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Thumb buster love: 40 years with the Colt SAA.

The summer of 2008 marks my 40th year spent studying, collecting, and above all shooting the Colt Single Action Army revolver. Back in 1968 as a summer job between my first and second year of college, I was hustling freight on the docks of a local storage and transfer company. That was in southern West Virginia, where Colt Single Action Army revolvers were not exactly common. In fact, they were so uncommon I'd never actually seen one in person.

Regardless, as so often was the case in my younger years, I just knew if only a Colt SAA would fall into my hands, all would be right in my world. That summer job I worked alongside a high school friend named Mike Bucci nicknamed Butch. He shared my fondness for shooting, but couldn't understand why I was pre-occupied with a "cowboy gun."

One afternoon on the loading docks Butch was talking to one of the truck drivers named Jesse May. He called me over saying, "Hey Mike, Jesse here says he owns one of those cowboy guns you're always talking about." I began to rapid fire question Jesse May, "What caliber is it? First or second generation? What barrel length? Blue and color case hardened finish or nickel plated? What do you want for it?" You see, I may have never seen a real Colt SAA, but I knew something about them because I had certainly read a bunch about them in firearms magazines.

Jesse said, "It's a .45 and has a barrel about this long." (He held his fingers about 6" apart.) Then he went on to say he didn't know what color case hardening was but the gun was not nickel-plated and didn't understand what I meant by "generation" and lastly it wasn't for sale. I asked him to at least bring it with him to work someday.

Weeks went by and he never did, so I thought he was just blowing smoke. Then to my utter astonishment one payday Friday after work he called my house and said, "If you want that Colt meet me back at the docks and bring $100." I did but expected him to show up with a Model 1917 double action .45, or most anything besides a genuine Colt SAA .45.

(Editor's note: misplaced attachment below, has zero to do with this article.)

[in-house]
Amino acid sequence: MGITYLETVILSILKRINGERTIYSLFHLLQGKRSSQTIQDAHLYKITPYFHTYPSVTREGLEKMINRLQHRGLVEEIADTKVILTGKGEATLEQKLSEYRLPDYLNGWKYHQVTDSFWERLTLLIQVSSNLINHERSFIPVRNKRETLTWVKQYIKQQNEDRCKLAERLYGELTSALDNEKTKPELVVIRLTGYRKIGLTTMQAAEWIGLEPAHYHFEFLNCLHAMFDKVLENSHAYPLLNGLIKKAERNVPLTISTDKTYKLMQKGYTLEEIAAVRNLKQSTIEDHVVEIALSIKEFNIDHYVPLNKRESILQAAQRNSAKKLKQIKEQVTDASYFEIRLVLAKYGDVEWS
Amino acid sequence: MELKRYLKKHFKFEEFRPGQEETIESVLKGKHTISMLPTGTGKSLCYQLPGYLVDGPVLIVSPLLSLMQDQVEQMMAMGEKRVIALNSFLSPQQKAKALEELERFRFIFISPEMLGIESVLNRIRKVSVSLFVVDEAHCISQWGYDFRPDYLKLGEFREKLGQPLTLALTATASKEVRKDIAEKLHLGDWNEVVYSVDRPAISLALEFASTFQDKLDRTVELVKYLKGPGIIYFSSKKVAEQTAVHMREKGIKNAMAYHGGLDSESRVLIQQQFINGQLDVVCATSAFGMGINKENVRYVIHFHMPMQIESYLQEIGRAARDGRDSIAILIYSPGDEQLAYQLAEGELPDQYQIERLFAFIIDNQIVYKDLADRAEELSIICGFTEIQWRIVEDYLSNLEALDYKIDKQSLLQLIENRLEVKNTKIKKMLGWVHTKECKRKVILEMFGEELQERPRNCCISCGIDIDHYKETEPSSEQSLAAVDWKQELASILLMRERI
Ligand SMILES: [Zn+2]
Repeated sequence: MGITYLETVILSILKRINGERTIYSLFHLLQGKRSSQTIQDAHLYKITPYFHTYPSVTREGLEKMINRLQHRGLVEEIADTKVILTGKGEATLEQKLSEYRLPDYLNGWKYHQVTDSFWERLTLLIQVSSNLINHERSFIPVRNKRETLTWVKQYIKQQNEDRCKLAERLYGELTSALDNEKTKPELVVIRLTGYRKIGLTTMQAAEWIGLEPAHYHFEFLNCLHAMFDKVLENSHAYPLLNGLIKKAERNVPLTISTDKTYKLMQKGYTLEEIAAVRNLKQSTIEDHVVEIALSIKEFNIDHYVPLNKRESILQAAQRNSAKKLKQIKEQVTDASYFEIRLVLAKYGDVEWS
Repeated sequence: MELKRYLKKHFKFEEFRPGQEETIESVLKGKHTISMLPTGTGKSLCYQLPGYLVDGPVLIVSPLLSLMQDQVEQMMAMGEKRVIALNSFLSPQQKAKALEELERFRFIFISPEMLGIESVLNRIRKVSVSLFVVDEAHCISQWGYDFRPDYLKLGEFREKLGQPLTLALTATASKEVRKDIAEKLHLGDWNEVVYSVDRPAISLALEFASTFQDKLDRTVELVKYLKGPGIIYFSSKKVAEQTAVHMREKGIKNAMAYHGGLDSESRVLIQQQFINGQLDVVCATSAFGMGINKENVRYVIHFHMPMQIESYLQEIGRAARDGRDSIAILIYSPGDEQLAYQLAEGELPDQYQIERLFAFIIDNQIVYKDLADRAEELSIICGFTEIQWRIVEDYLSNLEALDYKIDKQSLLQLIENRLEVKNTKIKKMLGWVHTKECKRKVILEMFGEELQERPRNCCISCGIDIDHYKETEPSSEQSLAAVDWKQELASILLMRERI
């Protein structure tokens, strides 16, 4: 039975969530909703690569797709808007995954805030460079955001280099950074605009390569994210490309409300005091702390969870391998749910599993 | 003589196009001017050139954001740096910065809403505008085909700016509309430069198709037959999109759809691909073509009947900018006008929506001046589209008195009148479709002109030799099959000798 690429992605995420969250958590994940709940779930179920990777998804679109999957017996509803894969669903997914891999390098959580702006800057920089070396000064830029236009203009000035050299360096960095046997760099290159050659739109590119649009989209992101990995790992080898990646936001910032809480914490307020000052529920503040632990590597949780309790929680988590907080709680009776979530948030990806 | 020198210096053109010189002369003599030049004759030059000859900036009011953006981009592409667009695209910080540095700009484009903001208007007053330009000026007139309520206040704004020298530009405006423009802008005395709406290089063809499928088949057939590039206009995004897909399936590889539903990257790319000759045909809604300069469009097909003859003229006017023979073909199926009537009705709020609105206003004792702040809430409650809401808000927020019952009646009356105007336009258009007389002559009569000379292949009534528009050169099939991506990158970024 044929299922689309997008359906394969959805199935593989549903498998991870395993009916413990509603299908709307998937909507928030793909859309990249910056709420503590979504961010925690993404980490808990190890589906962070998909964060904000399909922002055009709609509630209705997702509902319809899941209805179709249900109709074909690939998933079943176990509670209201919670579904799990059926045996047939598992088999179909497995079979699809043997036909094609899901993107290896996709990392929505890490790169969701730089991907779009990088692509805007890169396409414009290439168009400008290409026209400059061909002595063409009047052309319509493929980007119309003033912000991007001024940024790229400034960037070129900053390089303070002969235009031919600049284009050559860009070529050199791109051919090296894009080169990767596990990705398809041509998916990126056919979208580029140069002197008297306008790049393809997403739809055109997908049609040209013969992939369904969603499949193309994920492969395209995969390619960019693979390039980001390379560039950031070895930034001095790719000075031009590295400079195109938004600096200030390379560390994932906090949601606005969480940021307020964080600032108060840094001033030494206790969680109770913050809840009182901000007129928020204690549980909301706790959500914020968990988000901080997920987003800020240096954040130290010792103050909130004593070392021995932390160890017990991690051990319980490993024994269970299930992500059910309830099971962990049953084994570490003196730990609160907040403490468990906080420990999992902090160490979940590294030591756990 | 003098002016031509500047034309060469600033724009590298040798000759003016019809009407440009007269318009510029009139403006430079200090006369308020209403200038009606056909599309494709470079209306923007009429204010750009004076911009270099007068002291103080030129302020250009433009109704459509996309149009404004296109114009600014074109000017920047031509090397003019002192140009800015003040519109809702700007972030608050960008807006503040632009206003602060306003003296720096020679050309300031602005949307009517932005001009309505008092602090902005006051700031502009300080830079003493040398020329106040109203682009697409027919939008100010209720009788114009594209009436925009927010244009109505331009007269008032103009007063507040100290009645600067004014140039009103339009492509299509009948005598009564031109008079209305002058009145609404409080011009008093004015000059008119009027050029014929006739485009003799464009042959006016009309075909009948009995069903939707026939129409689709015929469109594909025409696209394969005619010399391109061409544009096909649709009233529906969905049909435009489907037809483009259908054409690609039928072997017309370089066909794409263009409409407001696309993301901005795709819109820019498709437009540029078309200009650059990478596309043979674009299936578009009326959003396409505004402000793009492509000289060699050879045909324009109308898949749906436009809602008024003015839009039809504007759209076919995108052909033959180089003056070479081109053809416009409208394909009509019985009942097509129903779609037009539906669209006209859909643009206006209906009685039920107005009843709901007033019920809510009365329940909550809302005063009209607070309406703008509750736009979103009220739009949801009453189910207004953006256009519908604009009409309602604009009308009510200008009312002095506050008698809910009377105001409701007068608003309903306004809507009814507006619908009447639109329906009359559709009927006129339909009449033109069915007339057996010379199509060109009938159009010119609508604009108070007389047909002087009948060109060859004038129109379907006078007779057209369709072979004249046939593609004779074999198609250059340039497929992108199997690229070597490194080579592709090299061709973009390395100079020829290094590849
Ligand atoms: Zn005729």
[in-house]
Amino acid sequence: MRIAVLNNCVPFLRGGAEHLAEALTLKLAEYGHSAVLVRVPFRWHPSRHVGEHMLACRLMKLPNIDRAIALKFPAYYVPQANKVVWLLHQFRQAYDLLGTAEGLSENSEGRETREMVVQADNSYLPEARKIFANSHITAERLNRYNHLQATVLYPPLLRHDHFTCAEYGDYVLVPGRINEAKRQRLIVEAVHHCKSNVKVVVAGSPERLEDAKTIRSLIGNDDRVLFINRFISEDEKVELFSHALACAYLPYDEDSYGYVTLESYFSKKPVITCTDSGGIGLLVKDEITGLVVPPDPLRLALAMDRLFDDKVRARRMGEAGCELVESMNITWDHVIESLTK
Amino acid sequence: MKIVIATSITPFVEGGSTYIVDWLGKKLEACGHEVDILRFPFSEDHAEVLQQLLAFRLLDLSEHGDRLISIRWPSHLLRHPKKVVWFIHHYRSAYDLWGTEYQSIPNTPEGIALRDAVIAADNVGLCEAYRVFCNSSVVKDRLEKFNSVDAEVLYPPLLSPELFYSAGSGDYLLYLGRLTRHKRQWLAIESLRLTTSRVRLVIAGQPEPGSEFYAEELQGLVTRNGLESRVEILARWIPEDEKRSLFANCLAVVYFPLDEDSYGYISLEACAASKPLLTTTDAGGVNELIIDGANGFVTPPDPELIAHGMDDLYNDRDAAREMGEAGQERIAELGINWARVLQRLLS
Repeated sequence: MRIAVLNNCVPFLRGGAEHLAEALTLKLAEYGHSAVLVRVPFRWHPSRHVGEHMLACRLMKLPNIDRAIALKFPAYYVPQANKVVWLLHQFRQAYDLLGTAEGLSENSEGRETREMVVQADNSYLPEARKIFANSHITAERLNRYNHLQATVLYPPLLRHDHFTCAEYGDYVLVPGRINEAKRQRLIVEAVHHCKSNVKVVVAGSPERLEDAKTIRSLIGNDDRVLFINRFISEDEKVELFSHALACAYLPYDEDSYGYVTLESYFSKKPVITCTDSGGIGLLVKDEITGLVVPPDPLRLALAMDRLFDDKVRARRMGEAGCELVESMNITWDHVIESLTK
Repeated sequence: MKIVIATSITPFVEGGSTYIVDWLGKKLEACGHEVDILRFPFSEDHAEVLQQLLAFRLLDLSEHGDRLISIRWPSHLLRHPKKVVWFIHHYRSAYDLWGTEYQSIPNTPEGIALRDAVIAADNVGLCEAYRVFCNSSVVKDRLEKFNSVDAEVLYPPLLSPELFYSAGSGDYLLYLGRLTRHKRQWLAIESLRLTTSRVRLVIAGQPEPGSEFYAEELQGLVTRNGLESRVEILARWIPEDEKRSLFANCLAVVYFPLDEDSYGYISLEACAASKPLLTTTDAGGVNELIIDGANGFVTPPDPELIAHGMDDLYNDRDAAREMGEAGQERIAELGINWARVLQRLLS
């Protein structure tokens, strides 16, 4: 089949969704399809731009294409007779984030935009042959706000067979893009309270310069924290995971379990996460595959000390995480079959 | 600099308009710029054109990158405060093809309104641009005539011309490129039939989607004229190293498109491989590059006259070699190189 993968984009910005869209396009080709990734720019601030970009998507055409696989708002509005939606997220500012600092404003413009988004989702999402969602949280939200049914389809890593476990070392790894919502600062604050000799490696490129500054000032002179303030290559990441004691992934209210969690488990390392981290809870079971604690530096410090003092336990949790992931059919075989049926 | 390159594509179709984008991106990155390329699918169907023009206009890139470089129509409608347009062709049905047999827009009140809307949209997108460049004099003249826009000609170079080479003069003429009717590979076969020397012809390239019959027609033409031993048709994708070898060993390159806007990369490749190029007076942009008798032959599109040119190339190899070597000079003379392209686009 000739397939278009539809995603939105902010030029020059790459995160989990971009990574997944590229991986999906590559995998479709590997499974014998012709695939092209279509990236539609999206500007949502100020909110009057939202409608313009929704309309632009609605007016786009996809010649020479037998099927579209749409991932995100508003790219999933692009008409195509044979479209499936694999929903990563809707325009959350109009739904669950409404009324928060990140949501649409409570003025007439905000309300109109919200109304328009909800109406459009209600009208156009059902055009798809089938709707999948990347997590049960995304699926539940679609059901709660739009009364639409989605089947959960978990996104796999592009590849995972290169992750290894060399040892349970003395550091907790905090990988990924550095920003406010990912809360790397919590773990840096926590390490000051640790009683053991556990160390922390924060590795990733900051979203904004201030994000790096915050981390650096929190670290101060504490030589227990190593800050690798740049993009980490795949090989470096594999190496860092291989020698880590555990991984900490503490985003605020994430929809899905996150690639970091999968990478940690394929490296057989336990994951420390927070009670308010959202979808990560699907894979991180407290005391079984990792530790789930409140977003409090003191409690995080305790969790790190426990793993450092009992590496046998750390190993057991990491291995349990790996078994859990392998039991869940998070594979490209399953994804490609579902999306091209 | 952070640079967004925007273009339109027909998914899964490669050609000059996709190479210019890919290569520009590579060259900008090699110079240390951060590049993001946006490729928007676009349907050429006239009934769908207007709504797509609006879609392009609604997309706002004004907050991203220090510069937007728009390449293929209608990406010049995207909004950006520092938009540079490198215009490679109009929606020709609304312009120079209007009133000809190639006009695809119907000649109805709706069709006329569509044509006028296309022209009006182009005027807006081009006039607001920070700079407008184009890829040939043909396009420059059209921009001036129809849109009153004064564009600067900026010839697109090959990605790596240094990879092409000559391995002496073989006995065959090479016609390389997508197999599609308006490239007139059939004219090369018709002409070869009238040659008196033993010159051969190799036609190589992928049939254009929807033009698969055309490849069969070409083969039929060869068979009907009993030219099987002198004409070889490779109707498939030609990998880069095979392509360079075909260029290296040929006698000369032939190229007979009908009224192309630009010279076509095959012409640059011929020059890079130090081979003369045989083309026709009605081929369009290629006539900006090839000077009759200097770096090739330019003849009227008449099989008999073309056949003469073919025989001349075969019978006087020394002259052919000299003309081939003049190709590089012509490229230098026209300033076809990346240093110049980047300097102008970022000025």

He did not. As we met he unwrapped from an oily rag a pristine Colt SAA .45 with blue/case color finish, 5-1/2" barrel, and of second generation manufacture. (Later I dated it as being made in 1964.) The only thing un-original about it was someone had replaced the factory hard-rubber grips with plastic ones resembling mother of pearl. I was speechless. Not only was I holding a "real" Colt SAA but a darn nice one and it was now mine!

Remembering in my stash of odds and ends there was a single .45 Colt factory cartridge, I rushed home, got it, and then drove outside the city limits and fired my one cartridge at a chunk of wood. That was the beginning of 40 years of Colt SAA shooting, which I hope is far from over.

Actually, my Colt SAA shooting got off to a fairly slow start because, although I was already a handloader and bullet caster, money was short for more bullet moulds and reloading dies. And it was even shorter for .45 Colt factory loads. I bought the Colt in June, but it was early September before enough cash was available to order Lyman bullet mould No. 454190, a set of RCBS dies, proper shell holder, and lube/sizing dies.

Forty years later I have owned scores of Colt SAAs, fired hundreds more and reloaded all the major calibers for which they have been chambered in their 135-year history. The oldest one I ever owned was a nickeled .44-40 factory lettering to 1892 and the most recent a nickeled .45 from 1997. I won't bore you with how they all came my way, but a couple of stories might be interesting. One is right after I turned 21 in 1970 I bought a .357 Magnum with 4-3/4" barrel. In 1972 I sold it, bought it back in 1976, sold it again in 1977, and finally bought it back again in 1996. It's still with me now. Sometimes it pays to sell guns to friends with whom you stay in contact.